See-Only-What-We-Allow-You-To-See Method: This approach to the Internet may be best described by the words "filtering" or "censoring." There are several companies that have developed two types of content-specific web browsers specifically marketed toward the Orthodox Jewish user. One type involves merely filtering out the potentially problematic sites. The other type is a browser that has built-in links only to a limited number of "approved" sites (such as those containing only religious Jewish content). Any attempt to visit a web site not on the list is met with an error message. Censoring sites deals with the content problem of the Internet while the suppression of email and chat programs are meant to combat the time-wasting aspect of Internet use.
Several schools in Israel have implemented these browsers in their computer labs. It was seen as the only alternative to completely severing the connection to the Internet. If this software is indeed successful and does what it is meant to do, the Orthodox (including some hareidi) educational system may see this as a permanent solution to the problem of balancing the educational benefits of the Internet with its harmful downsides.
The Uncensored-Just-Be-Very-Careful Method: Though this approach is seen as the most lenient, it still demands regulation in terms of time and content. Many Internet users, including many Orthodox Jews have adopted this approach. Basically, it states that a user should surf the web only with a specified purpose and with an eye on the passage of time. Users must try their best to stay away from problematic sites. If they accidentally land on one, they must exit promptly. Moreover, one should take advantage of the Torah available on the Internet - especially if one's busy schedule doesn't allow for regular study in the traditional way. At the same time, users must educate their children to be aware of the questionable material on the web, and to stay away from it. Many will allow their children to use the web and even email only under supervision and only with a specific goal or purpose in mind.
In conclusion, it is clear that the development and dissemination of new technology demand careful examination through the eyes of Judaic Law. However, when the object under examination is not clearly prohibited or mandated, the discretion is left to the individual with clear halachic and ethical limitations. Specifically with electronic media, there are limitations to which the individual is expected to adhere, even if adopting the most lenient approach. On the other hand, as mentioned earlier, if some form of modern technology is found to be very beneficial (in light of the Law) to the user, then not only can one use it, but one should utilize it in the most effective way possible. It must be noted though, that this analysis does not end here. The Internet is now a vibrant and enduring entity. As it becomes even more integrated into normal modern life, those adhering to Jewish Law will continue to evaluate and reevaluate the balance between the benefits and detriments of its use.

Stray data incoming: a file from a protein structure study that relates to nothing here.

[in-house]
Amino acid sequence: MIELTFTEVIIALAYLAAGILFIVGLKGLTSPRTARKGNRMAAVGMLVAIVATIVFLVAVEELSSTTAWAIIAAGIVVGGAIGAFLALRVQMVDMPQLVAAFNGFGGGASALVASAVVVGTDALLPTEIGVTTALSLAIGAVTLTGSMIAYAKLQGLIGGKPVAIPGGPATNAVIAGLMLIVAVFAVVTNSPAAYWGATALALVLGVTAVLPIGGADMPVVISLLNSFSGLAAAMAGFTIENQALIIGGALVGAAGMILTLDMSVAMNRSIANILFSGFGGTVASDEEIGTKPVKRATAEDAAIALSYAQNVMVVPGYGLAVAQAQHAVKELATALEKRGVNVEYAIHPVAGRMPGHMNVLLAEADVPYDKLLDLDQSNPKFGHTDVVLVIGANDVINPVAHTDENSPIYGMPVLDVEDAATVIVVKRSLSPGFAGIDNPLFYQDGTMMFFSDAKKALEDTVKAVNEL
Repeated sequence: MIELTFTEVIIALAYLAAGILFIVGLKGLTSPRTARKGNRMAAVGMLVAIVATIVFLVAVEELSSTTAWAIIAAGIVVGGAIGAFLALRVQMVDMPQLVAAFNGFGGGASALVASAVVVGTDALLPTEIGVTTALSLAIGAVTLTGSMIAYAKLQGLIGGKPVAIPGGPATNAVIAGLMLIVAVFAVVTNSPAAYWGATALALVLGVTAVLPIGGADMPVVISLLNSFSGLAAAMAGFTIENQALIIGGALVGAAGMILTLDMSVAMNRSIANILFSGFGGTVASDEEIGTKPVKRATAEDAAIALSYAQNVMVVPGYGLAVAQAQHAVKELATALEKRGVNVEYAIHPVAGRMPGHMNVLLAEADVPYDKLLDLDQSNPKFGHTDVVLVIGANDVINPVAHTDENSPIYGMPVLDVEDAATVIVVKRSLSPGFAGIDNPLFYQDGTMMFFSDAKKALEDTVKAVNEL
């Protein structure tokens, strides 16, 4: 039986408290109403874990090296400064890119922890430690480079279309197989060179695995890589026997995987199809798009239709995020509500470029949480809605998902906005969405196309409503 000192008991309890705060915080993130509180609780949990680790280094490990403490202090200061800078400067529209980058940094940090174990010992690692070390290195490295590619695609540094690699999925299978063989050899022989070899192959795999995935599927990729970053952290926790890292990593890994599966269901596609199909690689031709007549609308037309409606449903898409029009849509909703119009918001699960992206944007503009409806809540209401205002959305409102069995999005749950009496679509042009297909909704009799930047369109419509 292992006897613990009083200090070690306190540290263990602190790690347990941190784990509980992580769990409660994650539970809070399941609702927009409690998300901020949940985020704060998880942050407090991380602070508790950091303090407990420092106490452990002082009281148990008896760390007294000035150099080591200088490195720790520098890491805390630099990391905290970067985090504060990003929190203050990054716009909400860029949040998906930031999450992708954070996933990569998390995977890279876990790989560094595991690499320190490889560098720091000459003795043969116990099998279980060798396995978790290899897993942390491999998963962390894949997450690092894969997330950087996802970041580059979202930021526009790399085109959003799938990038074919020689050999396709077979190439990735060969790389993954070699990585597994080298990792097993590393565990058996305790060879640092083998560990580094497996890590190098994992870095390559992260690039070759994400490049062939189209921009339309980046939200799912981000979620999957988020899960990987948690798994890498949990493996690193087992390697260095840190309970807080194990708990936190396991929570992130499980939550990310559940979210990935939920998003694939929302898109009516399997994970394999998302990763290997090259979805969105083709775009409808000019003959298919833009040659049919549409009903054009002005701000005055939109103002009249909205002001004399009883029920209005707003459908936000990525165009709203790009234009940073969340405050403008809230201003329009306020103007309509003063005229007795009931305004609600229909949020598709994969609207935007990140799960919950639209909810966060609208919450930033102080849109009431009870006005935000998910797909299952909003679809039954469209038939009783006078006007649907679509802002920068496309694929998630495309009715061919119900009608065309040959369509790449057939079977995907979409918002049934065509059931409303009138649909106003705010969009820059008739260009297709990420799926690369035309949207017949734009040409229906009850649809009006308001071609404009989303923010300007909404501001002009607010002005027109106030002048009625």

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Brafman, A. (1999) "Freedom VS. Limits" Online. Available http://www.jlaw.com/commentary/ourchoices.html.
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1For example, it is commanded in the Written Law to observe the Sabbath. Nowhere there does it say how to go about observing. However, the Oral Law describes that Sabbath observance requires that one refrain from doing any of 39 forms of "labor." These 39 types of labor are very specific and each branches out to many tasks that are forbidden. Without the Oral Law, all of that supplementary information would be missing.
2The Talmud consists of the Mishna, a work that compiled Judaic law by topic, and the Gemara, a work expounding using a mix of law and lore. Though there were other works compiled at the time - Midrashic Law, the Braita and the Tosefta - the Talmud is the main literature.
3One interesting example of a derived law in modern times is the discussion of space travel and the Sabbath. There is no new law simply because of the invention of a space ship. The laws regarding space travel and Sabbath will be based on Talmudic discussions of travel to places where the sun never sets or rises, or the concept of traveling for weeks at a time on a boat…
4It is quite common to have conflicts among various authorities of Jewish Law. The destruction of the Second Temple in Jerusalem (70 CE) and the subsequent exile brought with it the end of a centralized authority on Jewish Law. Accordingly, one can already see various differences of opinion throughout the Talmud, each derived logically and legitimately. The codified law does embody a unified set of laws, though as new issues emerge, differences of opinion may still exist. In such cases, the requirement is to adhere to one's "regular" authority or the authority of one's local community.
5One may be surprised to find that the 31 commandments related to speaking maliciously about another person greatly outnumber the commandments on dietary laws.
6For example, The Path of the Just, The Ways of the Righteous, and Strive for Truth, to name a few Mussar books.
7The following is a small handful of Jewish websites:
8The advantage of using the Internet for the purpose of "spreading Torah to Jews" is invaluable. By breaking the traditional barriers of a physical, geographic community, Jews in the most remote places have found that Jewish material on the Internet has kept them connected to their heritage or has connected them to it for the first time.
9 See Jonathan Rosenblum's "Of Ostriches and Cavemen" where he writes, Though hareidim ("ultra-orthodox") don't reject modern technology… They seek to remain masters of technology, not its slaves.
10One may generalize and say that these are also approaches taken to the media in general, including television, periodicals, and radio.